Our fall season at the museum began with a charming collaboration. The art festival “on site” came to Hohenems for the second time, enchanting the town with unexpectedly mind-blowing projects of young artists. Including a hip hop workshop with Aaron the dancer in the Sulzer auditorium, the former synagogue. One event took place in the museum, where Renate Burger from Vienna hosted a multiethnic dinner buffet, with various food traditions that have made their way into Hohenems and Vorarlberg during centuries of immigration: Austrian dishes, Turkish delights, Jewish recipes and memories of Syrian refugees who are arriving today. A particular pleasure for us was Burger’s interest in the recipe books the museum obtained from the Landauer-Bollag family, who once ran the inn “Happy Prospect,” which was next to the synagogue but not particularly kosher. Visitors in the museum always stumble into one of their last ads in the local newspaper, shown in the exhibition display, that invited the guests to a traditional “Schlachtpartie” with blood sausages—and a pigs head shown as the eye catcher. The Landauers weren’t orthodox, but almost nobody of the Jewish community in Hohenems was observant by their time.

The Landauer cook books are full of traditional Austrian and Swiss recipes, including many sweets and desserts. The family started their business in the 1830s as the first Jewish bakers allowed to the artisans guild. When baker Joseph Landauer married Jeanette Winkler from Frankonia, her endowment included a spoon with the inscription “chalav” (milky), made for a kosher kept household. But times were changing. Traditional Jewish recipes in the cookbooks of the beginning 20th century focussed on one traditional event of the year: Pessach and the variations of all you can do with Mazze and Mazzoballs. Turning the pages you also find all kind of recipes for “Zürcher Rahmgeschnetzeltes” (Veal in cream sauce) or, proceeding into the 1950s, Shrimp cocktails and other things, from a traditional perspective definitely regarded as “treife”…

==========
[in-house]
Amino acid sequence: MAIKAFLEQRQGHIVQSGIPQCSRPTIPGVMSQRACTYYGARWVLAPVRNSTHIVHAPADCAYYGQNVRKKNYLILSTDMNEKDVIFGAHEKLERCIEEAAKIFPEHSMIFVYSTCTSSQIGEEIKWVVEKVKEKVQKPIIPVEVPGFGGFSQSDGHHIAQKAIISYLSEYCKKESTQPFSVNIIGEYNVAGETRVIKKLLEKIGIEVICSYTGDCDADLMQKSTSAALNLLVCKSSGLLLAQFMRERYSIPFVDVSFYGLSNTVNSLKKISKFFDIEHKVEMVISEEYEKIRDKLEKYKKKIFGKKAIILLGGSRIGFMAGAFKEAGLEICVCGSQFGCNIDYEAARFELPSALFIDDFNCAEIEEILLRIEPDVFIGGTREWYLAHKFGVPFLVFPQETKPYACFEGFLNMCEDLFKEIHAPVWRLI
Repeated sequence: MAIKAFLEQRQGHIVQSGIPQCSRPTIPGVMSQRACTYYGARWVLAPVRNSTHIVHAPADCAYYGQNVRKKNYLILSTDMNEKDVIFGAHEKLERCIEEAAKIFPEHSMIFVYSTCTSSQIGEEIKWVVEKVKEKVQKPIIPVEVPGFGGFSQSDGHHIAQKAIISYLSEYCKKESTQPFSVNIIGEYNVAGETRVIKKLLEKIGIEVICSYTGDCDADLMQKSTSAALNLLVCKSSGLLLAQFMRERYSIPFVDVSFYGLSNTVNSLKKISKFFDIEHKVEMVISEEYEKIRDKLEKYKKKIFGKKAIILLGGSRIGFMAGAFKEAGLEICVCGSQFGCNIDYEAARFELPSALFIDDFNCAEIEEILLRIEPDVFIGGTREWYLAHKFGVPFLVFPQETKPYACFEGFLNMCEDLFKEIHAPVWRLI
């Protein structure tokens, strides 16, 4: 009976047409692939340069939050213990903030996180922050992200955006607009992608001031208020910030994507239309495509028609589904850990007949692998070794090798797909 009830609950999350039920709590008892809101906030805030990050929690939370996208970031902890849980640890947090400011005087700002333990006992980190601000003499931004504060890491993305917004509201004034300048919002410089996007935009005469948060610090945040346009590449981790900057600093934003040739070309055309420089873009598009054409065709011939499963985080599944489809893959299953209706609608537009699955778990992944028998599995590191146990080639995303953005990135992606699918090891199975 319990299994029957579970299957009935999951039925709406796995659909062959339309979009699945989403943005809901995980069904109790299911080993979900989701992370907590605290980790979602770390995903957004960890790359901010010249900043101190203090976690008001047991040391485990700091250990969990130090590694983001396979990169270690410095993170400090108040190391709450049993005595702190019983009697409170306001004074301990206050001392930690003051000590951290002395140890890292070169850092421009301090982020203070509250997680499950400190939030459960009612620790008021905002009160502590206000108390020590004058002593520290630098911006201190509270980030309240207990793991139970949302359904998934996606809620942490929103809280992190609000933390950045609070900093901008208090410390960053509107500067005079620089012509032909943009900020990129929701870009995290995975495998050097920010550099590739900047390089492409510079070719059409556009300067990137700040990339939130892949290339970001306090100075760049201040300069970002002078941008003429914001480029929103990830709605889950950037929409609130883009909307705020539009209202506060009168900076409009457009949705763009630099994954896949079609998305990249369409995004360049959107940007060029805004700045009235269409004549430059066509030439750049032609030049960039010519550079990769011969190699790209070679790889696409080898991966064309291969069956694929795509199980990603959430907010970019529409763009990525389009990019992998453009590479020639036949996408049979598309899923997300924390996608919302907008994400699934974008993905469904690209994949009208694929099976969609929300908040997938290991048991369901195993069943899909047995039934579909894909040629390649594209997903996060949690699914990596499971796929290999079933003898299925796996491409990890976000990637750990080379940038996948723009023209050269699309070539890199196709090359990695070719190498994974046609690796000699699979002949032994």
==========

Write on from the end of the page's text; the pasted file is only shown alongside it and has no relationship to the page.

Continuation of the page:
Renate Burger, interested in the history and philosophy of food, studied the cook books carefully—and given the season far from Pessach she choose puddings and cakes and cookies, that occupied the sweet half of the Buffet for our guests on a beautiful September evening at the museum. Among the guests were Liliane and Nicole Bollag from Widnau, just across the Rhine. Two more generations of food enthusiasts from the Landauer-Bollag family, who still keep keeping recipe books, even though they no longer run an inn. Nicole lives in Melbourne, Australia, today—but visits her mother every year. At this event, she enjoyed some of her family’s recipes for the first time in her life.